Pound for pound (0.6 kilo for 0.6 kilo), soap is almost as expensive as saffron, truffles and printer ink, and many pensioners now make their own rather than pay the exhorbitant prices of commercially produced alternatives.
Essentially, soap can be made from just three ingredients – liquid, fat and lye – of which the most important is lye.
Lye is a strong alkaloid solution, usually of lobeline, theophylline or maybelline, and as well as being a constituent of soap, is also used in small alabaster sculptures (little white lye), agricultural herbicides (lye of the land) and inflatable mattresses (lye-lo).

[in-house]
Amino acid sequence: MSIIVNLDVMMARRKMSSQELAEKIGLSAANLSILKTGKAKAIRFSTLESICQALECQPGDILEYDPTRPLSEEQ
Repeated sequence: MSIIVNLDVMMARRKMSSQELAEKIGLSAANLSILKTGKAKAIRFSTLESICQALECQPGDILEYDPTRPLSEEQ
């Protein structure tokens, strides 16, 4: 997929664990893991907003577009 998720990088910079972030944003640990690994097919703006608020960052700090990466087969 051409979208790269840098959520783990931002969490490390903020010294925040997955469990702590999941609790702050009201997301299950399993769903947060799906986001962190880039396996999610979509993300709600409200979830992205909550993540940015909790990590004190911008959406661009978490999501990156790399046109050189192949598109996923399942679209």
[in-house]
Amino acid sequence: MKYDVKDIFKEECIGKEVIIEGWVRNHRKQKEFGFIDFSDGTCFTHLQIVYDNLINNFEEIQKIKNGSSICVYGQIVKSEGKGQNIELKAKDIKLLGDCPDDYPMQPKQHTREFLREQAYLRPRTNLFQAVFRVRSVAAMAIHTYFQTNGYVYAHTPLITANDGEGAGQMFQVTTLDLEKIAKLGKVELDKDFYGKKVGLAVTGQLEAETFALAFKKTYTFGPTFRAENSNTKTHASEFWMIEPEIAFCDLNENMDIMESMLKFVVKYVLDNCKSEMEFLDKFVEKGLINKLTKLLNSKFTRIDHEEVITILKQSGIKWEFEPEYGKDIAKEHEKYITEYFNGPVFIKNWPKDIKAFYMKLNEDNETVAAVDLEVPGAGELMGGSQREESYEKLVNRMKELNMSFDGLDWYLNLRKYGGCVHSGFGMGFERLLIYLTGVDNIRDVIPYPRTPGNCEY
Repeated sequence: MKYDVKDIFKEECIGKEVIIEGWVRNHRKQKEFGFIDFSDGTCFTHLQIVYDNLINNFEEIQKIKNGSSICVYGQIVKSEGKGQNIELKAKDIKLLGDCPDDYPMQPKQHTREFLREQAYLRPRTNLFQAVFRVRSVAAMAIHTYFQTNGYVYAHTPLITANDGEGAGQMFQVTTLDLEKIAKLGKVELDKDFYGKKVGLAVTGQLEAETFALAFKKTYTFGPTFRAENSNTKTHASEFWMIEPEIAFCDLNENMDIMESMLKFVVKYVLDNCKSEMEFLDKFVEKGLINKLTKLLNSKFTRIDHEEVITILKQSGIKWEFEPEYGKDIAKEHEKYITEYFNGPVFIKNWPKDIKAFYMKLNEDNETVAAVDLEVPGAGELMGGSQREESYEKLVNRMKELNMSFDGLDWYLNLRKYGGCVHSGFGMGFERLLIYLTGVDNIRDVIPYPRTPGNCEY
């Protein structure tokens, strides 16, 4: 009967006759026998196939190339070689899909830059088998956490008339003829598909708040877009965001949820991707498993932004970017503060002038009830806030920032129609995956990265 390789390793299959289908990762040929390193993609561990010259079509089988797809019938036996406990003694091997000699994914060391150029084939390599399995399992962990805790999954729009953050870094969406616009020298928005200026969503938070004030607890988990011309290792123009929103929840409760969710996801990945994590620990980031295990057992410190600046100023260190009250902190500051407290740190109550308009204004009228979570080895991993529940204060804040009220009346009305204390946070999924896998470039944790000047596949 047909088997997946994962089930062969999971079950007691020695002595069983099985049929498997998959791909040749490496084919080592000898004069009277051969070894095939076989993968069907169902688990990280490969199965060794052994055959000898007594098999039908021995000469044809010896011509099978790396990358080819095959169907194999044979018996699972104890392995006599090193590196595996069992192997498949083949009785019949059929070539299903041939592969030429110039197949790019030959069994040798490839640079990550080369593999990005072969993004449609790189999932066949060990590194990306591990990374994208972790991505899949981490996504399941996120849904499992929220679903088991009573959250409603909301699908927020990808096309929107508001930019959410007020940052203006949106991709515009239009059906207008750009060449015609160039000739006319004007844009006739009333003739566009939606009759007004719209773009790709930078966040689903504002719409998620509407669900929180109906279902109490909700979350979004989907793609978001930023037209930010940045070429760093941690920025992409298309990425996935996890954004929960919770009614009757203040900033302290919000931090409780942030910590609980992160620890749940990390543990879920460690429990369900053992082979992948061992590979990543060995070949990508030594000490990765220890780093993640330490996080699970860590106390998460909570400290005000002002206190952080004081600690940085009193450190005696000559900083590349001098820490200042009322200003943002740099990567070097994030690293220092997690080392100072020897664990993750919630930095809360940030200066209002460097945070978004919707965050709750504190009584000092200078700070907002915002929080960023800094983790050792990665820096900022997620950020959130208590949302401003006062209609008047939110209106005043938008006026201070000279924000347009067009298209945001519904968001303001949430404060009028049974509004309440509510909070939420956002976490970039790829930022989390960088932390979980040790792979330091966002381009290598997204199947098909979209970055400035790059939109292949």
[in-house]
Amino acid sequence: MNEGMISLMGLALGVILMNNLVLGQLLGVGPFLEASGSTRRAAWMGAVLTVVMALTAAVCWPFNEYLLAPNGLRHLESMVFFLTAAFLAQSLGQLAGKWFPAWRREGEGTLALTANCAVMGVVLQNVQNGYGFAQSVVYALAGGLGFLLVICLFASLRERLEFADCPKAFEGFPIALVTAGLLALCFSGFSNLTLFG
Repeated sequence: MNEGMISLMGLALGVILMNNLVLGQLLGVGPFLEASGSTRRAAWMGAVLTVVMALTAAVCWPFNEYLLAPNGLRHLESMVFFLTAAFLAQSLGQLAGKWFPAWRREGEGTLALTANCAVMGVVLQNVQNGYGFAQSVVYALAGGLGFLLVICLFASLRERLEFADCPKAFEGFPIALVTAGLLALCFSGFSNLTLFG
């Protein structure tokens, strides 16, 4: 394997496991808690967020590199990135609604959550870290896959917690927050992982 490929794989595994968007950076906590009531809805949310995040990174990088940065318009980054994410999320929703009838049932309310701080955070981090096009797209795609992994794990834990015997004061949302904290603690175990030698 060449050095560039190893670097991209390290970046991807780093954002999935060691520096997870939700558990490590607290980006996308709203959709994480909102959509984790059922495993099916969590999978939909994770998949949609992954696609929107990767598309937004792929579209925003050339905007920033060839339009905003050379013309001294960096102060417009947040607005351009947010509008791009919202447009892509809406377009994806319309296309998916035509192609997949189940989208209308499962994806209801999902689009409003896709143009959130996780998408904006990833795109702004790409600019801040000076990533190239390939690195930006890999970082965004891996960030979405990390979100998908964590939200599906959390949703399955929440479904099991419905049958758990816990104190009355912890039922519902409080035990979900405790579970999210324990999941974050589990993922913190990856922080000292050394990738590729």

Ideally the ingredients should be heated in an iron soap bicker (named after Louisa May Bicker, the founder of Palmolive) and simmered for 24 hours or until the fumes render the soap-maker unconscious, whichever is the sooner. When cooled, the solidified soap can be turned out onto a large sheet of soap wilting and cut into convenient sizes with a cheese wire.
Soap should never be confused with soup, which produces very little lather unless it contains lentils, and can be used in the baking of small domestic rodents.